Stormwater Rising: PVD tries to control flow

flooded I-95 with Jesse Jewels
Mermaid Jesse Jewels photoshopped herself onto I-95

Over the course of the last decade, RI has experienced more destructive flooding than ever before. This is an issue for businesses that are forced to either shut down or close altogether, and takes a huge toll on our environment when the waste on the streets flows into our waterways.

Stormwater runoff is caused by rain or snowmelt that does not soak into the ground and flows over surfaces like roads, parking lots and rooftops. Runoff picks up dirt, chemicals, trash, sediment, and many other pollutants that end up in our waterways.

In September 2022, an intense rainstorm caused drastic amounts of runoff, resulting in I-95 closures, cars stranded in the floods, and the collapse of a portion of Bucklin Plaza in South Providence.

Nikki Gyftopolous, owner of Thr3e Live Dance Complex, which until the storm rented space in Bucklin Plaza, had built the studio “from scratch” in the warehouse space, hoping to upgrade their business. They invested a great deal of time and money into creating their dream studio, including mirrors, f looring, walls, electrical systems and new cooling and heating systems.

At the time, “A lot was up in the air and we just had to take it day by day. We had to let everyone know that everything was canceled until further notice,” said Gyftopolous. They have reopened temporarily in The Event Factory located at 144 Metro Center Blvd in Warwick.

“It is going to take a lot of time and support to rebuild what we lost, but we are lucky to have a space for our dancers to continue training,” she said. It will take more help from the state, cities, and civilians to rebuild these businesses and, more importantly, to stop destructive storms from taking away livelihoods.

But what has been put in place to combat the destruction these storms can cause?

Mike Jarbeau, the Narragansett Baykeeper from Save the Bay, said that wastewater treatment has improved and that the main problem right now is stormwater running into our waterways after picking up pollutants from other areas.

“We realized that it was not exactly ideal to be emptying out waste into our waterways. With pet waste, runoff, oil, dirt and sediment, and the rest of the pollutants that come with daily life, we were seeing extremely polluted waterways. This is why there would be beach closures and no-fishing rules, it could have been dangerous for people to be ingesting those pollutants. The main problem now is stormwater,” said Jarbeau.

There are now more filtration systems put in place, so there is a way to avoid having all of the waste from daily life in the water we drink or swim in.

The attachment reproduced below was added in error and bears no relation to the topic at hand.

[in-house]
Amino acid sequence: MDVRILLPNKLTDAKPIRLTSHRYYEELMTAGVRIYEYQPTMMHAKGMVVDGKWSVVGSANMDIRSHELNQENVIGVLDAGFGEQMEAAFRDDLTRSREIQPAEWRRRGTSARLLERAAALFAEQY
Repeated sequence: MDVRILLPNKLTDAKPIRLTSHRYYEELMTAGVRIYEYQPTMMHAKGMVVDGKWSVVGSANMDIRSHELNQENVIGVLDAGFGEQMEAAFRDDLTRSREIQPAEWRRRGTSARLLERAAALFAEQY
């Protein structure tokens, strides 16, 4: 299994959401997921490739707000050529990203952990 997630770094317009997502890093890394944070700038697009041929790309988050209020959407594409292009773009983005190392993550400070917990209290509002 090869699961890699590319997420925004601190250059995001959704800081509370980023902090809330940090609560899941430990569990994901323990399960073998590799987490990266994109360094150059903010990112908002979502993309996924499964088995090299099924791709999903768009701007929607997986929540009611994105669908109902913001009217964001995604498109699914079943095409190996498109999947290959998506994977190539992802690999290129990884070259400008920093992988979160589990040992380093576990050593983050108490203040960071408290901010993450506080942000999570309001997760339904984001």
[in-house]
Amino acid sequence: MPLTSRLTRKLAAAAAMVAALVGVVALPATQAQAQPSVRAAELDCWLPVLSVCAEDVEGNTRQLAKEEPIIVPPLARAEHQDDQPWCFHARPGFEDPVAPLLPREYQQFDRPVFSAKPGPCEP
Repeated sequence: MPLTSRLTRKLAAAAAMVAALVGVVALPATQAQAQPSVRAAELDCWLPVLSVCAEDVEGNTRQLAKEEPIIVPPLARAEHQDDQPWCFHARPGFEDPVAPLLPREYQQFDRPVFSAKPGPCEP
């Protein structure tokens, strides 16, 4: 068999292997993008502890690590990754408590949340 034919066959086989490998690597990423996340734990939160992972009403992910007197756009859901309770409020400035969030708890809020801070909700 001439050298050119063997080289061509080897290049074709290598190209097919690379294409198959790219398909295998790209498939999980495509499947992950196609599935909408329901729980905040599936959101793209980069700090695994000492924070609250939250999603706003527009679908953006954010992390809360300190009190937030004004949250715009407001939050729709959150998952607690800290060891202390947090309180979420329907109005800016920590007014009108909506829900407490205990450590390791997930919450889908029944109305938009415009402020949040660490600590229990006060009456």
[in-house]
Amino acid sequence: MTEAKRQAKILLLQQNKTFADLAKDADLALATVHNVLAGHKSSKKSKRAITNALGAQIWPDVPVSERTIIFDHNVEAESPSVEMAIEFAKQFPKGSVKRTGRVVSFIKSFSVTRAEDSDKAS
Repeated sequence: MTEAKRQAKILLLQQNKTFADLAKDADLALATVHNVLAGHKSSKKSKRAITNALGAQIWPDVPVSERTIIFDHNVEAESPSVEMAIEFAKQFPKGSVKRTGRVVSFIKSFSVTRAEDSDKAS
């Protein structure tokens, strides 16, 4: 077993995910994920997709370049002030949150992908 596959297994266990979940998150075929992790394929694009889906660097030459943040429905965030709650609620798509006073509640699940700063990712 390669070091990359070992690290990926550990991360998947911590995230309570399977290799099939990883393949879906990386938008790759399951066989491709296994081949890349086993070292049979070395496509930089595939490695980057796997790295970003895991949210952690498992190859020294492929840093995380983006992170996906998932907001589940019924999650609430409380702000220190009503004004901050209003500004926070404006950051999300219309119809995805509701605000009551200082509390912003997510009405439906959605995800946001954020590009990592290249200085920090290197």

The Providence Stormwater Innovation Center, “Uses the nature-based infrastructure projects installed in Roger Williams Park to provide training, test innovative strategies and host public education programming on stormwater and green infrastructure.” Roger Williams Park Zoo has put over 40 nature-based stormwater practices into place to reduce phosphorus pollution by 85%. Things like shrubs, grass, and trees can be used as buffers to f ilter out some of the pollutants in the stormwater before they are transported into larger bodies of water.

In 2017 Mayor Jorge Elorza signed an agreement with the Department of Environmental Management to bring PVD’s stormwater management system into compliance with the municipal Separate Storm Sewer System Program. This would resolve a number of violations of the Federal Clean Water Act that had been building up over the years in PVD, as a previous article in 2022 explained.

Other steps are being taken to combat these problems. For example, Question 3 on the RI ballot proposed a $50 million environmental bond that will “channel money to open space preservation, climate resilience, brownfields cleanups, the protection of Narragansett Bay and other initiatives focused on the environment in the Ocean State,” stated Terrence Gray, director of the state Department of Environmental Management, in an article in the Providence Journal.

Jarbeau said, “The further up Narragansett Bay you go, the more polluted it gets.” Protecting the Bay will decrease the amount of pollution we see in the water and, in turn, reduce the amount of polluted runoff that ends up in not just the Bay, but other waterways as well.

Steps like this are the reason the wastewater problem has gotten better, however, there is still a lot to be done. The everyday person can help by correctly disposing of trash and chemicals, cleaning up pet waste when it’s outside, cleaning/ sweeping fertilizer or dirt back into grass and gardens if it ends up in a cemented area, and so many more small steps. If this problem gets worse, we will see significantly less access to clean water and more shutdowns from local beaches and other water sources.